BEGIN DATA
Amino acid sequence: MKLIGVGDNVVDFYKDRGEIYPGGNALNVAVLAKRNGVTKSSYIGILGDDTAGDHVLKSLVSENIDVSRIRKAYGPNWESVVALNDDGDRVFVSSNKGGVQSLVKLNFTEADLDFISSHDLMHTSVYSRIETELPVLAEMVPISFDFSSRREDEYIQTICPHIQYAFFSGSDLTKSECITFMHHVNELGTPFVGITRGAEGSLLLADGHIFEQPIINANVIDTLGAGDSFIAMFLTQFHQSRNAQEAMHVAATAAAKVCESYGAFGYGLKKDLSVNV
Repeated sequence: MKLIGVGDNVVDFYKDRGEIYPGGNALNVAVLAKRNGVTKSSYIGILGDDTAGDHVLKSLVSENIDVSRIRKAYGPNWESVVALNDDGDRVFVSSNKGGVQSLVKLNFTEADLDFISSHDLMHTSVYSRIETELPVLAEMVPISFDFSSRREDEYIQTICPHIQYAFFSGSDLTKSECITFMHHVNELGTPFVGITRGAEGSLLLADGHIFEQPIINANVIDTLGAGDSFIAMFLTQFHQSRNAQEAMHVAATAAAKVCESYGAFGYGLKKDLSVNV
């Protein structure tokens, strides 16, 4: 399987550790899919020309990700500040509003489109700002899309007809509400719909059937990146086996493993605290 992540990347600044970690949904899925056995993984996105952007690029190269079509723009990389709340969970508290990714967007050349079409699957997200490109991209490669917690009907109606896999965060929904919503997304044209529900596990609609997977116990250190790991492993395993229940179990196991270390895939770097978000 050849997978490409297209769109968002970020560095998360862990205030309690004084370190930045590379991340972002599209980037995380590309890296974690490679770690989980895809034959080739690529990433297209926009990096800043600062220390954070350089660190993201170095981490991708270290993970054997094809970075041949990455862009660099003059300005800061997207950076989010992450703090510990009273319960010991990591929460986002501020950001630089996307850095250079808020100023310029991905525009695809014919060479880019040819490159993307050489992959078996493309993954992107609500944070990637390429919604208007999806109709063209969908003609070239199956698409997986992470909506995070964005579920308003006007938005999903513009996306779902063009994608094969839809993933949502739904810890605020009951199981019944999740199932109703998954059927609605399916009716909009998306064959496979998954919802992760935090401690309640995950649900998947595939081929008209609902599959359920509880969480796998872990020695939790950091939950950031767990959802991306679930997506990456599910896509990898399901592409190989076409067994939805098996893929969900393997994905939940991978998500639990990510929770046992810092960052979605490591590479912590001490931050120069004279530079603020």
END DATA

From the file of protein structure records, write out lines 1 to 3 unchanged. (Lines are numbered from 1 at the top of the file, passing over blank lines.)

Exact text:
Amino acid sequence: MKLIGVGDNVVDFYKDRGEIYPGGNALNVAVLAKRNGVTKSSYIGILGDDTAGDHVLKSLVSENIDVSRIRKAYGPNWESVVALNDDGDRVFVSSNKGGVQSLVKLNFTEADLDFISSHDLMHTSVYSRIETELPVLAEMVPISFDFSSRREDEYIQTICPHIQYAFFSGSDLTKSECITFMHHVNELGTPFVGITRGAEGSLLLADGHIFEQPIINANVIDTLGAGDSFIAMFLTQFHQSRNAQEAMHVAATAAAKVCESYGAFGYGLKKDLSVNV
Repeated sequence: MKLIGVGDNVVDFYKDRGEIYPGGNALNVAVLAKRNGVTKSSYIGILGDDTAGDHVLKSLVSENIDVSRIRKAYGPNWESVVALNDDGDRVFVSSNKGGVQSLVKLNFTEADLDFISSHDLMHTSVYSRIETELPVLAEMVPISFDFSSRREDEYIQTICPHIQYAFFSGSDLTKSECITFMHHVNELGTPFVGITRGAEGSLLLADGHIFEQPIINANVIDTLGAGDSFIAMFLTQFHQSRNAQEAMHVAATAAAKVCESYGAFGYGLKKDLSVNV
């Protein structure tokens, strides 16, 4: 399987550790899919020309990700500040509003489109700002899309007809509400719909059937990146086996493993605290 992540990347600044970690949904899925056995993984996105952007690029190269079509723009990389709340969970508290990714967007050349079409699957997200490109991209490669917690009907109606896999965060929904919503997304044209529900596990609609997977116990250190790991492993395993229940179990196991270390895939770097978000 050849997978490409297209769109968002970020560095998360862990205030309690004084370190930045590379991340972002599209980037995380590309890296974690490679770690989980895809034959080739690529990433297209926009990096800043600062220390954070350089660190993201170095981490991708270290993970054997094809970075041949990455862009660099003059300005800061997207950076989010992450703090510990009273319960010991990591929460986002501020950001630089996307850095250079808020100023310029991905525009695809014919060479880019040819490159993307050489992959078996493309993954992107609500944070990637390429919604208007999806109709063209969908003609070239199956698409997986992470909506995070964005579920308003006007938005999903513009996306779902063009994608094969839809993933949502739904810890605020009951199981019944999740199932109703998954059927609605399916009716909009998306064959496979998954919802992760935090401690309640995950649900998947595939081929008209609902599959359920509880969480796998872990020695939790950091939950950031767990959802991306679930997506990456599910896509990898399901592409190989076409067994939805098996893929969900393997994905939940991978998500639990990510929770046992810092960052979605490591590479912590001490931050120069004279530079603020």